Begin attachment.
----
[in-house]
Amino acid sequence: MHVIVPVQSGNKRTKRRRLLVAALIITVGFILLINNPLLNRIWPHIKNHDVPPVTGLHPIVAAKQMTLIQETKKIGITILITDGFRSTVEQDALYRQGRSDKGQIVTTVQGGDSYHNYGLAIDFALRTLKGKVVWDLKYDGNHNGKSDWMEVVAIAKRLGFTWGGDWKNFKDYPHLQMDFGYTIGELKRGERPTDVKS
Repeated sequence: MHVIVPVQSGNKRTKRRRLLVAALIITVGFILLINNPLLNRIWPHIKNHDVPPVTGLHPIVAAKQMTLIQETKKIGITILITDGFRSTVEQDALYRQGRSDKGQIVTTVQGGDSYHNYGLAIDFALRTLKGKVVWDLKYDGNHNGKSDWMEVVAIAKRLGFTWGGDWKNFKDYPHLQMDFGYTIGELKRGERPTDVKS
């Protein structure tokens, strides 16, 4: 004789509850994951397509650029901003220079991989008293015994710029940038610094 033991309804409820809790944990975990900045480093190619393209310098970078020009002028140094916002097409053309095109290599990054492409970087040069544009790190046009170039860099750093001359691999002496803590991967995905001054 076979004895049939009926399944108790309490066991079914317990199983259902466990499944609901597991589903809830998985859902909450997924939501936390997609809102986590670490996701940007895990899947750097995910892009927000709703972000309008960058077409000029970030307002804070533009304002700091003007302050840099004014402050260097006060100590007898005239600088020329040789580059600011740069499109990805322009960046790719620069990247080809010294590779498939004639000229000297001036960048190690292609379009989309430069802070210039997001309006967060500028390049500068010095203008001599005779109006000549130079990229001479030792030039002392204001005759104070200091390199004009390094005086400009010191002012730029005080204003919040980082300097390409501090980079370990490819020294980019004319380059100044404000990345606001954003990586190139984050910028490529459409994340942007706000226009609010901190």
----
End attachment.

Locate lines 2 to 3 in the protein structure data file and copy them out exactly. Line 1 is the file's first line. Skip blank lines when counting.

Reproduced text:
Amino acid sequence: MHVIVPVQSGNKRTKRRRLLVAALIITVGFILLINNPLLNRIWPHIKNHDVPPVTGLHPIVAAKQMTLIQETKKIGITILITDGFRSTVEQDALYRQGRSDKGQIVTTVQGGDSYHNYGLAIDFALRTLKGKVVWDLKYDGNHNGKSDWMEVVAIAKRLGFTWGGDWKNFKDYPHLQMDFGYTIGELKRGERPTDVKS
Repeated sequence: MHVIVPVQSGNKRTKRRRLLVAALIITVGFILLINNPLLNRIWPHIKNHDVPPVTGLHPIVAAKQMTLIQETKKIGITILITDGFRSTVEQDALYRQGRSDKGQIVTTVQGGDSYHNYGLAIDFALRTLKGKVVWDLKYDGNHNGKSDWMEVVAIAKRLGFTWGGDWKNFKDYPHLQMDFGYTIGELKRGERPTDVKS